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Portland Japanese Garden hosts 'Ukiyo-e to Shin Hanga: Changing Tastes in Japanese Woodblock Prints.'

COURTESY PHOTO: PORTLAND JAPANESE GARDEN - The Great Thief of the Miyakodori Brothel is a woodblock print made by Toyohara Kunichika, who specialized in painting kabuki theater. His works and some of Kawase Hasui are on display at Portland Japanese Garden.Now a prolific collector of Japanese art, Irwin Lavenberg of Portland likes to tell the story about his childhood and how he rarely left home.

He grew up in Queens, New York "in a family that didn't travel," he said.

"It took a year of planning to get us from Queens to Teaneck, New Jersey," Lavenberg said. "I didn't go many places."

Fast forward to adulthood, and Lavenberg discovered the art, culture and history of Japan through his many travels as an engineer with Sony Corp. But it wasn't until later years — and into retirement starting in 2003 — that Lavenberg expanded his collection of Japanese woodblock prints, and his diverse and large (2,500 pieces and counting) collection ranks as one of the best private collections in the United States.

COURTESY PHOTO: PORTLAND JAPANESE GARDEN - IRWIN LAVENBERGPortland Japanese Garden is hosting a collection of Lavenberg's art in its final exhibition of the year. The "Ukiyo-e to Shin Hanga: Changing Tastes in Japanese Woodblock Prints" exhibit is his second exhibition at Portland Japanese Garden, and it shows at the garden through the end of January 2022. He's also poised to have an exhibit of prints open at Jordan Schnitzer Museum of Art at University of Oregon in Eugene.

The Portland Art Museum has also hosted Lavenberg's collection before, and he has done many private exhibitions.

"I've been collecting for 23, 24 years, and I've always collected with the thought of sharing prints," he said.

Lavenberg points out that his website, myjapanesehanga.com, produces extensive traffic, as it's used by curators, art historians and general public.

COURTESY PHOTO: PORTLAND JAPANESE GARDEN - The Kawase Hasui piece titled Snow at Hi Marsh, Mito (1947) was the first Japanese woodblock art piece purchased by Portland collector Irwin Lavenberg. Portland Japanese Garden is featuring the Lavenberg collection in a current exhibit.Lavenberg said he remembers being enchanted by Japan and its art, culture and history. On his business trips he would take in "something cultural, whether it was a theater performance or spending free time at the Tokyo National Museum," he said. "For a kid who never traveled, it was pretty amazing going to Tokyo. I had seen Times Square, but the first time I walked outside of Shinjuku Station (rail), and got hit with the lights and saw the thousand of people in the streets …" it was wonderment.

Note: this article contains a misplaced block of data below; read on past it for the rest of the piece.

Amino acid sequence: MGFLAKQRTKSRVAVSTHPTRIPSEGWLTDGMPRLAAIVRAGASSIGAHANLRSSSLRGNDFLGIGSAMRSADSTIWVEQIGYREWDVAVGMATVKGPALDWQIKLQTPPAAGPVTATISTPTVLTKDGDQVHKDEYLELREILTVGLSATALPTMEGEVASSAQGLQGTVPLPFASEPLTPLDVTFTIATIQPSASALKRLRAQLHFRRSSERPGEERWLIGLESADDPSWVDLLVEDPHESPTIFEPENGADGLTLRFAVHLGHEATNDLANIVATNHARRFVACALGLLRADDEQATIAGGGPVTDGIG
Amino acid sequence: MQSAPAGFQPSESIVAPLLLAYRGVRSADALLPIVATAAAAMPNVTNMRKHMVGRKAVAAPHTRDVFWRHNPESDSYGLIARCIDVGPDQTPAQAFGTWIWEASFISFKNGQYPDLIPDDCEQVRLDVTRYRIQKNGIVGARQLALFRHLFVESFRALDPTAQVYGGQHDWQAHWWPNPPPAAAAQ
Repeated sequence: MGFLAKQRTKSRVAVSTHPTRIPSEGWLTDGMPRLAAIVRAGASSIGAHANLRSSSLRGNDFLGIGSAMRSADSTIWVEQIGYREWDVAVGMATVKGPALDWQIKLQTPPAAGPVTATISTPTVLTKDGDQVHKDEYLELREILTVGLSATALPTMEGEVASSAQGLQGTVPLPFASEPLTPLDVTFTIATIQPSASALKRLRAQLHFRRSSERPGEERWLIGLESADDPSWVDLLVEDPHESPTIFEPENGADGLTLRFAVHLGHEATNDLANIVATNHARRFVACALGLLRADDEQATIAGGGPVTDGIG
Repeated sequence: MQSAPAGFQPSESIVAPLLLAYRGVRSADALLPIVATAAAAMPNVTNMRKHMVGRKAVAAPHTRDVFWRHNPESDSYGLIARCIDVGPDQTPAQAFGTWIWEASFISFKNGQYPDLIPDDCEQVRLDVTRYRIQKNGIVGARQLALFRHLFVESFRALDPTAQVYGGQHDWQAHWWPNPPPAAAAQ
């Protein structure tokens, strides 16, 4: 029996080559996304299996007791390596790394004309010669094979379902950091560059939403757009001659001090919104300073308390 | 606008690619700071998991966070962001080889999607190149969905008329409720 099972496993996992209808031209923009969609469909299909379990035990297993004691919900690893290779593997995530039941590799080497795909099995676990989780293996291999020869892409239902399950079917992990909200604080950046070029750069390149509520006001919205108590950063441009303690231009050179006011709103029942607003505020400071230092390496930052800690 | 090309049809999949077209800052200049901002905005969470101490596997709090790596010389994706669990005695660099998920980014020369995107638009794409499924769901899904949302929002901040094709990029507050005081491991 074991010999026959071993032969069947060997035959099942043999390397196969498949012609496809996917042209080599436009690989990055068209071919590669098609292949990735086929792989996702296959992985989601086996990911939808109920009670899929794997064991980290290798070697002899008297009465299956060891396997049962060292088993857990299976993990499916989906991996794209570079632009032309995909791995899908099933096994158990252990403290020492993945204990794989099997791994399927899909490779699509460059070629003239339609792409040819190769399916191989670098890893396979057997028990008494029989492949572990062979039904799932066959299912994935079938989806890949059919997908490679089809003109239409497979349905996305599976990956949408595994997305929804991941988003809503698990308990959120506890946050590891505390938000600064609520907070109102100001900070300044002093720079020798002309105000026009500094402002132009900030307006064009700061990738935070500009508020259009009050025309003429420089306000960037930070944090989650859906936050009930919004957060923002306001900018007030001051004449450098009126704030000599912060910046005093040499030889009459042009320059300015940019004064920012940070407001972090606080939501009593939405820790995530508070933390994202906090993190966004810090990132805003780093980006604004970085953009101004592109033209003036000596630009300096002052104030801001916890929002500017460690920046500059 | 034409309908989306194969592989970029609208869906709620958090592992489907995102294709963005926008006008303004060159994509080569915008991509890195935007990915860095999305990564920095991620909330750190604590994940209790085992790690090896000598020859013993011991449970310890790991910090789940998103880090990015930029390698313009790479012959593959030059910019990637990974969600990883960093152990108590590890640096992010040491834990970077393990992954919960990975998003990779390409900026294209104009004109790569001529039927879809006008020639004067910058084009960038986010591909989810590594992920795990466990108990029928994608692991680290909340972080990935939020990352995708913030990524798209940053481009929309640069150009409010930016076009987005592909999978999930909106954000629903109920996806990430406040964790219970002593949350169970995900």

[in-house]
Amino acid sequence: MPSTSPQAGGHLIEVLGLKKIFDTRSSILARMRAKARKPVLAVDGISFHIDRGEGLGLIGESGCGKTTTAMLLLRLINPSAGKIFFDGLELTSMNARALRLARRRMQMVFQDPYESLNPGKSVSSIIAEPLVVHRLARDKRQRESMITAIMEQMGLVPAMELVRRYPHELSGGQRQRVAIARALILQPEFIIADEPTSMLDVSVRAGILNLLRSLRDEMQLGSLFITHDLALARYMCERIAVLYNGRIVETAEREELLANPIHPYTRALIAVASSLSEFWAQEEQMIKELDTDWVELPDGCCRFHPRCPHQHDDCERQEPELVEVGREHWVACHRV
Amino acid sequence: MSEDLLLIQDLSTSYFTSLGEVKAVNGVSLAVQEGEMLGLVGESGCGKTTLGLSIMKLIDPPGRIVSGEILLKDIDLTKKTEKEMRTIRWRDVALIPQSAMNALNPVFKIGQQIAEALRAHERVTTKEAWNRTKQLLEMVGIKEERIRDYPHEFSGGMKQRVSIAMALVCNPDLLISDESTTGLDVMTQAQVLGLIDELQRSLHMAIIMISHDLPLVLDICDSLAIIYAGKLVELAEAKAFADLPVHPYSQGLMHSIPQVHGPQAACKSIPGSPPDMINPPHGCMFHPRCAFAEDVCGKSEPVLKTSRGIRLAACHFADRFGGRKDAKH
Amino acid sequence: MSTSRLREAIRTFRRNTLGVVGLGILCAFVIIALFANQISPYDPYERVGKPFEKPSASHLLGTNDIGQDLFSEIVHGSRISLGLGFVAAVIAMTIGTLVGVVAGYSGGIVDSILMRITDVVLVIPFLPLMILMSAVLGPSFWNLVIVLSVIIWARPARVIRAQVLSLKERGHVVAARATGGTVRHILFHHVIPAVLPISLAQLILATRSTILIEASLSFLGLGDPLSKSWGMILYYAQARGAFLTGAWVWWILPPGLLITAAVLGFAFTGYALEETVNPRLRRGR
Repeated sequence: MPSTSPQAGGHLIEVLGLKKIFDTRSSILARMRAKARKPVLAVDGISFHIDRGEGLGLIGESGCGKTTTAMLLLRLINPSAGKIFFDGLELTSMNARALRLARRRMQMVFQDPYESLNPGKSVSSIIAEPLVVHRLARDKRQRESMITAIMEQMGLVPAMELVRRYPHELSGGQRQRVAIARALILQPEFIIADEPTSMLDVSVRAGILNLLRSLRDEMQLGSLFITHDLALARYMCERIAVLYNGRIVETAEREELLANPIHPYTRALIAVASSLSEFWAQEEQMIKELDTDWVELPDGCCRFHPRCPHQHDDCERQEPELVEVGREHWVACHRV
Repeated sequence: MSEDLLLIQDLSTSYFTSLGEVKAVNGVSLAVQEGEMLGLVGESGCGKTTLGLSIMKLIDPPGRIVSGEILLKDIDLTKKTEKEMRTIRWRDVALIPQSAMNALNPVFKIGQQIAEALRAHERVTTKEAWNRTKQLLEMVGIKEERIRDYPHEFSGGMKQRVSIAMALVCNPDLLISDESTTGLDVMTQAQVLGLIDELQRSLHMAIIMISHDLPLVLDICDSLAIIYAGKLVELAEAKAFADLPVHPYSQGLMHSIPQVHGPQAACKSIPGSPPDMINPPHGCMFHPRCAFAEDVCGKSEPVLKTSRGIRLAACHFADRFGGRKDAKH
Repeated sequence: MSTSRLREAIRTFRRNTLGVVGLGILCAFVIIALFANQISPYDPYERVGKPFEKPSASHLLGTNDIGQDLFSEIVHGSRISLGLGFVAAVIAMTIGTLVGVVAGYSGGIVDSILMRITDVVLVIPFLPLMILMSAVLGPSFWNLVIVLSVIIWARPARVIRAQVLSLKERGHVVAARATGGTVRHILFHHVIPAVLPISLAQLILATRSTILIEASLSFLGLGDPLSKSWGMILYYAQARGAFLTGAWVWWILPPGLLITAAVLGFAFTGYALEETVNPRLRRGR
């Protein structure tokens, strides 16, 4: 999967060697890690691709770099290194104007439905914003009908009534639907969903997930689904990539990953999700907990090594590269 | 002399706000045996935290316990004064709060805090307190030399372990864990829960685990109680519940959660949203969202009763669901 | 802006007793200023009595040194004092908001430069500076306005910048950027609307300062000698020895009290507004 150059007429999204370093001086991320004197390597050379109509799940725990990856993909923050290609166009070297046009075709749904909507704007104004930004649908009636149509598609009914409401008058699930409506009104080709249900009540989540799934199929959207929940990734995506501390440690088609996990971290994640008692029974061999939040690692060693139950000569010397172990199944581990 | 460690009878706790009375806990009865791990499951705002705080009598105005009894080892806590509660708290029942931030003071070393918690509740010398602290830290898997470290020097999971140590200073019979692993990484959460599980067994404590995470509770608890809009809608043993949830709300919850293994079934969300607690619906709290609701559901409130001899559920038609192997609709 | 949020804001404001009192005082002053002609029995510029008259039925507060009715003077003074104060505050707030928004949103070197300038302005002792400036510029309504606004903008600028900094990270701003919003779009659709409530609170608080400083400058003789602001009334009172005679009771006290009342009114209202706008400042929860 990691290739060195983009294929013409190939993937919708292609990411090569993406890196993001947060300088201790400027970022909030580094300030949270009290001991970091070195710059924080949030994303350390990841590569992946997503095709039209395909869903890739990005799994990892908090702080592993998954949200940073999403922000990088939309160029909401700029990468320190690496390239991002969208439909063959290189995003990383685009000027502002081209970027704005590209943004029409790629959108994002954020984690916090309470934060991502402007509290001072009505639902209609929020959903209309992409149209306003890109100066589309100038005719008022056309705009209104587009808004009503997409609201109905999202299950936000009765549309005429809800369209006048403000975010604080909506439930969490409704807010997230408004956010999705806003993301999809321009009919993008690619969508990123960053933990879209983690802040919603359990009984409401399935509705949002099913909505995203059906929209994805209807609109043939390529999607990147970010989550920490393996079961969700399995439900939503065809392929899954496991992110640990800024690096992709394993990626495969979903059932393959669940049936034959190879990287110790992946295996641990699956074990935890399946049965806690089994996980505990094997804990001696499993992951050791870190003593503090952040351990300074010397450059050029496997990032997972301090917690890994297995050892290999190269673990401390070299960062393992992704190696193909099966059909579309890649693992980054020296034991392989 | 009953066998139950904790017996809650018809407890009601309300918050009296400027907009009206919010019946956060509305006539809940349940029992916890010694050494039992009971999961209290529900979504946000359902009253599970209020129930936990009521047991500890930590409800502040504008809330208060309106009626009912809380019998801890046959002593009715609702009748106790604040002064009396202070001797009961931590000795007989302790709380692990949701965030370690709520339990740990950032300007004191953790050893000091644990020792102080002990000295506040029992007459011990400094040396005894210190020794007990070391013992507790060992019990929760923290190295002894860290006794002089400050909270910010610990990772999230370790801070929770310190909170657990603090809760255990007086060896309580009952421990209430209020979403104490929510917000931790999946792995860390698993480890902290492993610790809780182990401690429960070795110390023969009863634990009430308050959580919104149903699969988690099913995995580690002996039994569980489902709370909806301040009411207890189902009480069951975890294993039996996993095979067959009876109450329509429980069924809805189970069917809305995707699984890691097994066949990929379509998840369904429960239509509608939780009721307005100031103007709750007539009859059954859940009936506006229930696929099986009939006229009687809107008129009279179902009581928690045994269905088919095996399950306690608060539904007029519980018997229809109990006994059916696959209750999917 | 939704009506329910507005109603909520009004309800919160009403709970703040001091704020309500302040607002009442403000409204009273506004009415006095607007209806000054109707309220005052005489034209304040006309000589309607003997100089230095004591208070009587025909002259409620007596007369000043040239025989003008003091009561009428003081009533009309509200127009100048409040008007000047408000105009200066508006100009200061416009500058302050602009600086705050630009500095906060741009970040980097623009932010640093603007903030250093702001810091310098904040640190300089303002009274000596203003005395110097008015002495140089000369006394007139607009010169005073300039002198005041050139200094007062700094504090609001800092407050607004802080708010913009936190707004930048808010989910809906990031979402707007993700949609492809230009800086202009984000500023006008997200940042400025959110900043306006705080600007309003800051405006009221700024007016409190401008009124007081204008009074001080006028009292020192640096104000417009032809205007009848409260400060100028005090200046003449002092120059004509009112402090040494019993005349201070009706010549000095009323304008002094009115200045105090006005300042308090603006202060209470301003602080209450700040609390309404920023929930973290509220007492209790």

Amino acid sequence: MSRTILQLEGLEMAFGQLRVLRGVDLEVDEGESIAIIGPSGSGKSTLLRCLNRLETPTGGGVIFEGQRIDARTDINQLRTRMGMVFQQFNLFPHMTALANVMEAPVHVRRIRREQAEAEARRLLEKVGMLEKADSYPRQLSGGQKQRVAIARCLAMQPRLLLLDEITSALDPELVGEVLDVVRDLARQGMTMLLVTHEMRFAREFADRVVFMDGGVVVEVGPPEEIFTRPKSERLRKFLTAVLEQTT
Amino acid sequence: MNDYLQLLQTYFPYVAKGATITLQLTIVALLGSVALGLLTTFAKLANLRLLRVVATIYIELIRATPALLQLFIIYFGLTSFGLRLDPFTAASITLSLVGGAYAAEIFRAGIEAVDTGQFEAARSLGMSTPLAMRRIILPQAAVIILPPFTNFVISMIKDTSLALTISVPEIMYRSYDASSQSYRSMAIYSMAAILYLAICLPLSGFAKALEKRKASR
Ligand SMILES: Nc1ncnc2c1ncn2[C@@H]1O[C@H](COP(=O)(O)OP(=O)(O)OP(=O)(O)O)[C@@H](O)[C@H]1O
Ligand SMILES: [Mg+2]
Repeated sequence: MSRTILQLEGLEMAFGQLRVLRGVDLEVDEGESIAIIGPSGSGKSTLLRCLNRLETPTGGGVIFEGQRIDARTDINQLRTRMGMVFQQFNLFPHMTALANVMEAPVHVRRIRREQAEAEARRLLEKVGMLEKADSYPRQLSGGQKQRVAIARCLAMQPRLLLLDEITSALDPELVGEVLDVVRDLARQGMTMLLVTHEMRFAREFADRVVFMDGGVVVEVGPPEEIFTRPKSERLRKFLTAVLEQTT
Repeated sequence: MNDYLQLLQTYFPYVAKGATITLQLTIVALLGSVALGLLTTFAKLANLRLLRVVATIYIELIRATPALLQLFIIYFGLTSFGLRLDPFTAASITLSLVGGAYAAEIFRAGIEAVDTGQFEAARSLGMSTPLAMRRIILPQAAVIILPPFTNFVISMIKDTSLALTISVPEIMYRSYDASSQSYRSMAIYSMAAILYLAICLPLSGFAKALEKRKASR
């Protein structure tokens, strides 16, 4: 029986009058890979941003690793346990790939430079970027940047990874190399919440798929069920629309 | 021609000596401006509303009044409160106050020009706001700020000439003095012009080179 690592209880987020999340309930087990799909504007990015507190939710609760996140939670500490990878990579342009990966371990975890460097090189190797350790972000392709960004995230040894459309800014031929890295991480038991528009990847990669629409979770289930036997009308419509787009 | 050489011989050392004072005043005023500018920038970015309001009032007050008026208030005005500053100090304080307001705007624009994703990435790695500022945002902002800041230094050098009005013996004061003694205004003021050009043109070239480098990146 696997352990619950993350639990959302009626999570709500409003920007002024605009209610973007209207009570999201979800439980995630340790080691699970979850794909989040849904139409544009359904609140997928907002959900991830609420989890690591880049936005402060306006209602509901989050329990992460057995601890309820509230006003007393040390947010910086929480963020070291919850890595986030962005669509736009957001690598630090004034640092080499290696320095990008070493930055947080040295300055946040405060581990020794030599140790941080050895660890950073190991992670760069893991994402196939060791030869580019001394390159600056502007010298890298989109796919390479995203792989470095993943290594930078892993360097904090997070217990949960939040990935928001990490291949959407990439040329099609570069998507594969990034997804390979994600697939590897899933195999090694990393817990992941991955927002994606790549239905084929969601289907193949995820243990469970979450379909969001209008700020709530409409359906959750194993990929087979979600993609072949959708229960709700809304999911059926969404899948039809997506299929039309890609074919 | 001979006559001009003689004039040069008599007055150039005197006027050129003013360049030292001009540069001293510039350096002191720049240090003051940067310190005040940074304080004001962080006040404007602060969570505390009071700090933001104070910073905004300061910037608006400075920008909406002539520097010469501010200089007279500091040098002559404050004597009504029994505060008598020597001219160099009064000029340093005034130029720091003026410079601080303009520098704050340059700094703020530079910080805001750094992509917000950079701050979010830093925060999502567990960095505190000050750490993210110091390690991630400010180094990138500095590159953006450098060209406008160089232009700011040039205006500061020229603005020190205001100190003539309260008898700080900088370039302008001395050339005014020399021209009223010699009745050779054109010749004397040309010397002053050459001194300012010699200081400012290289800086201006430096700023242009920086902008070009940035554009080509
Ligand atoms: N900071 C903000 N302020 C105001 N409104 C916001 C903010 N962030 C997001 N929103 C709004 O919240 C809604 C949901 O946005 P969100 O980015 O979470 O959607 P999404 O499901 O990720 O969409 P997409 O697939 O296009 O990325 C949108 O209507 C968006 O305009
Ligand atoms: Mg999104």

He began collecting prints in 1998.

"I'm interested in how prints from Japan tell the story of a modern nation," he said. He focused on prints from just before the Meiji Reformation and during the reformation from 1868-1912, and also the shin hanga era of 1918 to the 1970s.

The Portland Japanese Garden show will feature prints from two masters of the exquisitely rendered pieces toward the end of the Japanese woodblock print popularity — Toyohara Kunichika (1835-1900) and Kawase Hasui (1883-1957).

Woodblock artistry dates back to the eighth century in Japan. It entails an artist sketching images, a carver carving images into wood and then a print shop using dynamic color to produce sheets of art from the wooden form.

The ukiyo-e ("pictures of the floating world") era features dazzling color and texture to depict glamorous women, daring heroes and serene landscapes, but also kabuki theater, which piqued Lavenberg's interest. He saw that James Michener and other authors were promoters of the artistic method. It was a big business in Tokyo, Osaka and Kyoto.

"Kunichika was the last of a long lineage of a school of artists who concentrated on scenes of depicting kabuki theater," he said. "He was a master in the use of colors.

"He worked until his death, almost exclusively in prints of kabuki theater, some 8,000, 9,000 designs in his lifetime. He featured major stars with stylized faces, classic poses."

Shin hanga, which means "new prints," refers to the resurgence of woodblock print popularity in the early 20th century. It started roughly around 1918 when a publisher, Shozaburo Watanabe, believed he could make a market for fine art from them. He picked a landscape artist named Kawase Hasui to promote the artistry.

The two artists were quite different — Kunichika an outgoing individual who befriend kabuki artists, Hasui a once-sickly private person who enjoyed serenity of the countryside.

"Today, the shin hanga prints, which weren't collected and bought in the pre-World War II period, have become really popular in Japan," Lavenberg said.

Lavenberg, who moved to Portland upon retirement and lives in the Pearl District, has done much research on woodblock art, and he serves on the advisory committee at the Portland State University Center of Japanese Studies. The department and Portland Japanese Garden have been working on a more in-depth relationship, Lavenberg said.

He points out Portland's long history of engagement with Japan and its large community of Japanese Americans as a basis for his continued affection for Japanese woodblock prints and pride in his collection.

"I'm really grateful to the city," he said.

The exhibit of prints "Ukiyo-e to Shin Hanga: Changing Tastes in Japanese Woodblock Prints" is available to see 9 a.m.-3:30 p.m. Wednesdays-Mondays at Portland Japanese Garden, 611 S.W. Kingston Ave., through Jan. 30, 2022. Regular admission is $18.95. For more information: www.japanesegarden.org.


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